– High School World Language Adoption. The last formal World Language Adoption was more than 20 years ago. The result was that there were several different sets of materials being used in the middle and high schools, leading to inconsistency in the district. Moving to a common set of materials will allow the District to build a common and consistent program for all students in all buildings.

– High School Special Education Math Adoption: The District recommended the adoption of one common set of instructional materials for high school learning support and intensive learning support programming and one set of materials for secondary life skills. Materials recommended were: High School learning support and intensive learning support classes-Moving with Math; Secondary life skills classes-Ablenet Equals.

– Policy and Procedure for Automated External Defibrillators (AED). The Board authorized the placement of AEDs in schools following state recommendations. Selected District staff and high school students will be trained following the guidelines established by the Washington State Department of Health.

By David Pan

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5 Comments

  1. After four years of being a community member panelist for these senior presentations, I’ll be sad to see them go. The only bright spot in this article, if it actually comes to fruition, is the mention that the district is going to look into integrating the lessons from the project experience into the classroom. It was telling, however, that no such preparations were made prior to eliminating the current project requirement. Also, the biggest benefit of these projects, from what I could see in the student presentations, was what the students did OUTSIDE the classroom, standing on their own two feet. This aspect of education seems to be getting whittled down to a smaller and smaller part of what we expect of our children, and I believe it is detrimental in the long term.
    We need more open ended, self guided, exploratory “assignments”, to grow thinking, responsible, conscientious adults and community members. While the Senior Project didn’t solve world hunger, it was indeed a small step in the right direction. It will be missed.

  2. So relieved it is not a graduation requirement. I had 1 go through it and 2 more on their way. I won’t miss it. Elements of it were beneficial but did not justify the anxiety and added stress linked to the graduation. Especially for those students that are already challenged in school.

  3. Too bad students feel burnt out because they had to complete a project!! What will it be like in the real world and university? The children will benefit from the project requirement and I for one support it as necessary!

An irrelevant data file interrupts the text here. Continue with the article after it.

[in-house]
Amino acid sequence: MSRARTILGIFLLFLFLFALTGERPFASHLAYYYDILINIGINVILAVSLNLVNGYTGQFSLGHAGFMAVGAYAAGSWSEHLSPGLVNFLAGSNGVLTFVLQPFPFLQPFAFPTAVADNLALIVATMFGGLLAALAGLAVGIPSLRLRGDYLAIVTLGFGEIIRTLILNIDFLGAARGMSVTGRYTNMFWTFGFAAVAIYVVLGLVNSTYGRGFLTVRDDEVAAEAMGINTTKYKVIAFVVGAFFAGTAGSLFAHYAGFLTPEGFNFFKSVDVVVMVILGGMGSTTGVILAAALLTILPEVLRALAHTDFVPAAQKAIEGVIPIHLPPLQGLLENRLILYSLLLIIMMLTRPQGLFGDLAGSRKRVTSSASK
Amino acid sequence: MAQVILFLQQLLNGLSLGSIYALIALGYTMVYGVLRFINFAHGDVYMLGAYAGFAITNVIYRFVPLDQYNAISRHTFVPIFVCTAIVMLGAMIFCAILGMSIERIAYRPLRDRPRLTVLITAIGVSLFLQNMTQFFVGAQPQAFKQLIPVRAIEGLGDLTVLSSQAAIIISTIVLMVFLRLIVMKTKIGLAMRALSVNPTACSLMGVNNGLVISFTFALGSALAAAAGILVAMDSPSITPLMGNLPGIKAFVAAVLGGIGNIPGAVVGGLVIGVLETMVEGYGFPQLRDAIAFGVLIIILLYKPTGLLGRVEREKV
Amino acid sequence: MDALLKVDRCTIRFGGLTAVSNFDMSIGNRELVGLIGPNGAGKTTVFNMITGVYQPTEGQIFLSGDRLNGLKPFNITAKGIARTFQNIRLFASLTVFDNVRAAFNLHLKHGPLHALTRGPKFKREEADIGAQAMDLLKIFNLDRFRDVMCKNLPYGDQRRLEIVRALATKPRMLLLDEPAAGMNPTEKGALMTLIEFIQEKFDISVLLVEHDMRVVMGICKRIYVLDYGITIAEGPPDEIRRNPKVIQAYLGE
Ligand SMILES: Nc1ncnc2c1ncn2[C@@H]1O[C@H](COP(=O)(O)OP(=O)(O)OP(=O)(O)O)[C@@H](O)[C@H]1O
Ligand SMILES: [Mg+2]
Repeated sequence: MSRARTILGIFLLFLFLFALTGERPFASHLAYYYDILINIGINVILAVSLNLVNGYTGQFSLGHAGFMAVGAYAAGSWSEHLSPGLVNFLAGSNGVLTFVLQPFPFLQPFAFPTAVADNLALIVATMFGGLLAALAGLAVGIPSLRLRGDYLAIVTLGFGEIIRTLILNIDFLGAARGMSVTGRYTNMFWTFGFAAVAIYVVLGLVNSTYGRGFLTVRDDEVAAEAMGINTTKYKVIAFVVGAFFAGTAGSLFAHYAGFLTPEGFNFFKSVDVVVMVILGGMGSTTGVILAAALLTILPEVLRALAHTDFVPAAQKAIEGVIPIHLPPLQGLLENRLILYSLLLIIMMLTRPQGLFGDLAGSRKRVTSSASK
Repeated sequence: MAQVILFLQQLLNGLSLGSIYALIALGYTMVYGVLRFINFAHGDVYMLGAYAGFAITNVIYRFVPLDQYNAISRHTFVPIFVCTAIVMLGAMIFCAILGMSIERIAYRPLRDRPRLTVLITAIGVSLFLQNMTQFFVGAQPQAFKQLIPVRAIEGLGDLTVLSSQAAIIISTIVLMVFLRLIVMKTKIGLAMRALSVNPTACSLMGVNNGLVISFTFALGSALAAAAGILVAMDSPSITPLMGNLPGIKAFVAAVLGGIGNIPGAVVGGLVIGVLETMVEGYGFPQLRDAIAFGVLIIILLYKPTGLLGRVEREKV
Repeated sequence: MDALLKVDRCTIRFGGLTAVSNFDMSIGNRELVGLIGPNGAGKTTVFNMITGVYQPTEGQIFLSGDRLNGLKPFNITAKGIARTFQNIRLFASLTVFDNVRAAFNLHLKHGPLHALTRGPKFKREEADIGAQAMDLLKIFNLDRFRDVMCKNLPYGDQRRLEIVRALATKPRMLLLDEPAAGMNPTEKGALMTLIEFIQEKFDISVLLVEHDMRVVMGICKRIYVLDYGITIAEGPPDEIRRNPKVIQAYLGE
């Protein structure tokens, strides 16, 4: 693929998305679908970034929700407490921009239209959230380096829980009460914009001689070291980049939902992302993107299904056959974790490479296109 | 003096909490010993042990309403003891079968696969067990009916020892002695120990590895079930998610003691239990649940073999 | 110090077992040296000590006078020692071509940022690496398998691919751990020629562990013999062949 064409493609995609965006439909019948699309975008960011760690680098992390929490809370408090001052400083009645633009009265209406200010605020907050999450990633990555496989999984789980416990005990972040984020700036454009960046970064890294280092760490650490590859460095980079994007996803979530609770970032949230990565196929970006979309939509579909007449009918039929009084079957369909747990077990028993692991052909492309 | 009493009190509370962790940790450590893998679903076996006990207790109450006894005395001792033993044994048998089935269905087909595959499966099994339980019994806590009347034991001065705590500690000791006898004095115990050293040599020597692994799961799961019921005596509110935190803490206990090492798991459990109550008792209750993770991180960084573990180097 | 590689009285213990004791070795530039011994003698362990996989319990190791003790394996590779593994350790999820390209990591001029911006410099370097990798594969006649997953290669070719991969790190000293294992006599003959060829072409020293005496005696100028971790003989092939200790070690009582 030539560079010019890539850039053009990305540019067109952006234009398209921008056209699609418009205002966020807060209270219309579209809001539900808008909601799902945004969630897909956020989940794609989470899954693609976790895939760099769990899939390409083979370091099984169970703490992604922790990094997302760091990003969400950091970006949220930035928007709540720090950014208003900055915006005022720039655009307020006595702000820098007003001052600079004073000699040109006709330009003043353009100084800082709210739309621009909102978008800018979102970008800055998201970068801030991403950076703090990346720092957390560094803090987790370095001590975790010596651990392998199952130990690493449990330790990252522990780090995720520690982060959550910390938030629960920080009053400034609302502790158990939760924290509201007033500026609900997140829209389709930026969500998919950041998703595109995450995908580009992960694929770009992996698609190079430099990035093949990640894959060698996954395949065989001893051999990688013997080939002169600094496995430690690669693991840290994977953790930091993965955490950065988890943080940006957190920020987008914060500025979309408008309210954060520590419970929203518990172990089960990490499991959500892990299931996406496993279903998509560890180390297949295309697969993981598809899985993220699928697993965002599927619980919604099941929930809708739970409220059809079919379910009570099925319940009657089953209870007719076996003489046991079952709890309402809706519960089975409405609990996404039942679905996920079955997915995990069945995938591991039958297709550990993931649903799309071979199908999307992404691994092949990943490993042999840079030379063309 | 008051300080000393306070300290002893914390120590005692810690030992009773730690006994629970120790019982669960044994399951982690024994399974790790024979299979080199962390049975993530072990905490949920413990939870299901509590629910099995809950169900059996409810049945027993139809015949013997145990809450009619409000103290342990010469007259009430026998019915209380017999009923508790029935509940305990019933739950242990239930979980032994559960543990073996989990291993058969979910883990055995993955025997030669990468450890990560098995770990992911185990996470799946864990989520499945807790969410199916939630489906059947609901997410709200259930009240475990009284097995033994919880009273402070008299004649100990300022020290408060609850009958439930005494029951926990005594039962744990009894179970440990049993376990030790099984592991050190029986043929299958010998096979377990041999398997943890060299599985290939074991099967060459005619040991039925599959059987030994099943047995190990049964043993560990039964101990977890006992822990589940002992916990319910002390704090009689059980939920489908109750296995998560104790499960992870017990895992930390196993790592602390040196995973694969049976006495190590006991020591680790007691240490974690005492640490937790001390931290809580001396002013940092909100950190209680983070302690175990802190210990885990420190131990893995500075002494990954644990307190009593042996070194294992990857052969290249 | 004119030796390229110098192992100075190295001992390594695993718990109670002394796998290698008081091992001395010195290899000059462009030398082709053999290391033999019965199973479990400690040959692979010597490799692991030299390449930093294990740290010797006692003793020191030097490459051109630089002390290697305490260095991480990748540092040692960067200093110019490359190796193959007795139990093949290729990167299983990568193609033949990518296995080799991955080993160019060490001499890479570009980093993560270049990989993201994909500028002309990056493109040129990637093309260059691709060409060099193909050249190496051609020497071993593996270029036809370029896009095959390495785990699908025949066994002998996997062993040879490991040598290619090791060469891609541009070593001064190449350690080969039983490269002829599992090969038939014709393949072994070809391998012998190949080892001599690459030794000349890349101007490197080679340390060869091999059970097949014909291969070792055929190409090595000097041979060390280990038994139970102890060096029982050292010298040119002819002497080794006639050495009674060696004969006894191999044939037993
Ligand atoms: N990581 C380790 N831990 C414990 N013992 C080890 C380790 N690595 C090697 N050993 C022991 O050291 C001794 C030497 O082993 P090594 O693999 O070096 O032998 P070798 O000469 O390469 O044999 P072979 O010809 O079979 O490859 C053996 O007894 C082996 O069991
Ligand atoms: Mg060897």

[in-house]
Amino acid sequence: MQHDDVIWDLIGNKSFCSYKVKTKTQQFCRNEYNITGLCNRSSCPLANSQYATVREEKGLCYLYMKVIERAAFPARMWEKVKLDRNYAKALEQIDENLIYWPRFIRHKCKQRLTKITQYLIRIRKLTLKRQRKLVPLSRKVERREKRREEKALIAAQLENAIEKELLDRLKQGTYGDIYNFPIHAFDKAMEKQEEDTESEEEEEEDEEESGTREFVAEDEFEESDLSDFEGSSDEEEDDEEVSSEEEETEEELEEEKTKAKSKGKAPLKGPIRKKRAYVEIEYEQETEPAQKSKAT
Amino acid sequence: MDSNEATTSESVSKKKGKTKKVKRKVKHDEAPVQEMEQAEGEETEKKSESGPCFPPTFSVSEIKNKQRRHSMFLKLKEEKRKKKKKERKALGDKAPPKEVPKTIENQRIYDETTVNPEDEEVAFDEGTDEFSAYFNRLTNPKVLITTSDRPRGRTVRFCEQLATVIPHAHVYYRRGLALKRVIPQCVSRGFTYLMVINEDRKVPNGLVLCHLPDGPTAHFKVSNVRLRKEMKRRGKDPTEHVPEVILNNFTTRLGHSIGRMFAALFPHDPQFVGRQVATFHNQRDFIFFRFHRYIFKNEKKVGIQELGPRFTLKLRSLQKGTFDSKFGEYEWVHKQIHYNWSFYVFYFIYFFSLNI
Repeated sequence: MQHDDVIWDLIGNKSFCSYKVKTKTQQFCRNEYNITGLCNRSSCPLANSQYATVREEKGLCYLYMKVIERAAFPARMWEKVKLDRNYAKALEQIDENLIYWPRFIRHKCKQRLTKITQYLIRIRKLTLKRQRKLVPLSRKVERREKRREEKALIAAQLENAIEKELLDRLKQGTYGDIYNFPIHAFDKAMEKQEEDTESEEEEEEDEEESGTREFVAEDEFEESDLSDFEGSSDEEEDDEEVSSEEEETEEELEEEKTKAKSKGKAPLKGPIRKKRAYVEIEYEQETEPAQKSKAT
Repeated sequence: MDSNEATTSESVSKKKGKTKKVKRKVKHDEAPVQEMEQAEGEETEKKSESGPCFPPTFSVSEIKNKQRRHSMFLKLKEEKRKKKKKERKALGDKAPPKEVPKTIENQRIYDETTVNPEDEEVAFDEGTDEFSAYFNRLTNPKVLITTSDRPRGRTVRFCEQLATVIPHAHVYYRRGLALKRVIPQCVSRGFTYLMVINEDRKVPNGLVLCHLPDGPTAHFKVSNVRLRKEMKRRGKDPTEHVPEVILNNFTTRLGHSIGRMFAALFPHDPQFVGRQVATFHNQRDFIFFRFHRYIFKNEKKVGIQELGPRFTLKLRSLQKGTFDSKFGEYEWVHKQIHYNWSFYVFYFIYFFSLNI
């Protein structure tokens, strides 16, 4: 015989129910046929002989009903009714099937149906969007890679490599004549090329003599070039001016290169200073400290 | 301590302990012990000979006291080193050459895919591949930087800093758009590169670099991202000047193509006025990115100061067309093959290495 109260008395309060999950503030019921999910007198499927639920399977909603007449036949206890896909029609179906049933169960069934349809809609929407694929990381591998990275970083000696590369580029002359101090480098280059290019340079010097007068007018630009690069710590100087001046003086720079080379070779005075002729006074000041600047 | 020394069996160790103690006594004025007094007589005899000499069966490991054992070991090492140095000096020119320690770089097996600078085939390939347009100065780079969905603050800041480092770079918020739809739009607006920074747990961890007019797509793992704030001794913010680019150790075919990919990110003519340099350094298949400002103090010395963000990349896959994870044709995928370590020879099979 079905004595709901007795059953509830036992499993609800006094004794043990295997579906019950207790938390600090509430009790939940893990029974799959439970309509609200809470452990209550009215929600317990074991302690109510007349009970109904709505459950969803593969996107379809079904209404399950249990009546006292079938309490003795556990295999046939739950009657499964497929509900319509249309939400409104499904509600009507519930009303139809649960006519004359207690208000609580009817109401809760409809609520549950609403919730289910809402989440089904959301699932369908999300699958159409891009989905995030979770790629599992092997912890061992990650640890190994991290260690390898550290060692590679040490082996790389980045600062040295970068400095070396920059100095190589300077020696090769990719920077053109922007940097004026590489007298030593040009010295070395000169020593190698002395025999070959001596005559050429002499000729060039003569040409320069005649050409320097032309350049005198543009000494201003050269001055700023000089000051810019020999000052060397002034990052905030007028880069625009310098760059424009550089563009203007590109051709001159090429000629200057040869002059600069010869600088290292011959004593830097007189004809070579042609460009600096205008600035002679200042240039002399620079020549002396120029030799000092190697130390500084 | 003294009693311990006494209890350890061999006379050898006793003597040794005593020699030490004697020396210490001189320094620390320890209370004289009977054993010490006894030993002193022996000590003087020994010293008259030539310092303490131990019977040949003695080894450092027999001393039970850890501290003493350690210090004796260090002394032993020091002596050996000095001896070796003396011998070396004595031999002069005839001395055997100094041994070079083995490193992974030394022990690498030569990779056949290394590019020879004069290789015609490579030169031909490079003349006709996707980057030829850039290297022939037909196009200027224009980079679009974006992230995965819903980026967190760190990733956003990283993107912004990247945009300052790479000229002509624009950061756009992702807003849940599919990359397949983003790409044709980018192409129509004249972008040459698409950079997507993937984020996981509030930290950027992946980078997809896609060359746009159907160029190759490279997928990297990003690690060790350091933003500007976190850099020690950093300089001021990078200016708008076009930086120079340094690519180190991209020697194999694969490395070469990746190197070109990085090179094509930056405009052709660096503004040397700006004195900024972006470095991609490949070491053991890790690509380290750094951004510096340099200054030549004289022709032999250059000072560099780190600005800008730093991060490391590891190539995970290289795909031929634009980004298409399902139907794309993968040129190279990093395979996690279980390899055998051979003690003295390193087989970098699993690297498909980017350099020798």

4. Irwin, I don’t know the students who made the comment about feeling burnt out. And I do not know if you have ever been a community member panelist volunteer evaluating the projects. Based upon your comments I am guessing you did not do this volunteer work. I volunteered for about six years; maybe more. I had two children who completed senior projects. Here is an analogy that might put the projects in a clearer perspective: You have worked at your job for twelve years (analogy to K-11). In your thirteen year you are given a project to complete in nine months. It must incorporate everything you have accomplished in your first twelve years. At the end of the nine months you will present your project to people outside your workplace. These people have been given a checklist of what to look for in your project. They may or may not have any knowledge of your particular field. If they decide you did not do a satisfactory job on your project you will be fired. It doesn’t matter that you have met all the other requirements for your job the past twelve years. Your entire career rests in the hands of of these outsiders. You will be given an opportunity to re-work your project and present it again. However, you now realize that the deadline you have been given is only a couple weeks away. And, of course, every other aspect of your job still has to be completed on time. In fact, you have a week coming up that has other projects due (in school it is called finals week). So, to go back to your question about what will it be like in the real world; I never thought the format of the senior projects prepared them for the real world. It had some valuable aspects, as Todd Cloutier noted. These aspects can, and should be, incorporated into every class. In my opinion, the term “burn out” in terms of the senior project is really the stress of knowing that they might not graduate based upon the evaluation of a panel of outsiders. Thirteen years of work down the drain. I base this opinion on feedback from many students.

  5. I can see the problems with the requirements just before graduation. Perhaps they could have Junior projects. I hope the outside community connection and public speaking will not be lost. As for the “outsiders” judging. In my experience as a judge, I saw people’s interests and the students’ projects being matched. I hope the school leadership will see the positive aspects of the Senior projects and truly integrate them into the various classes.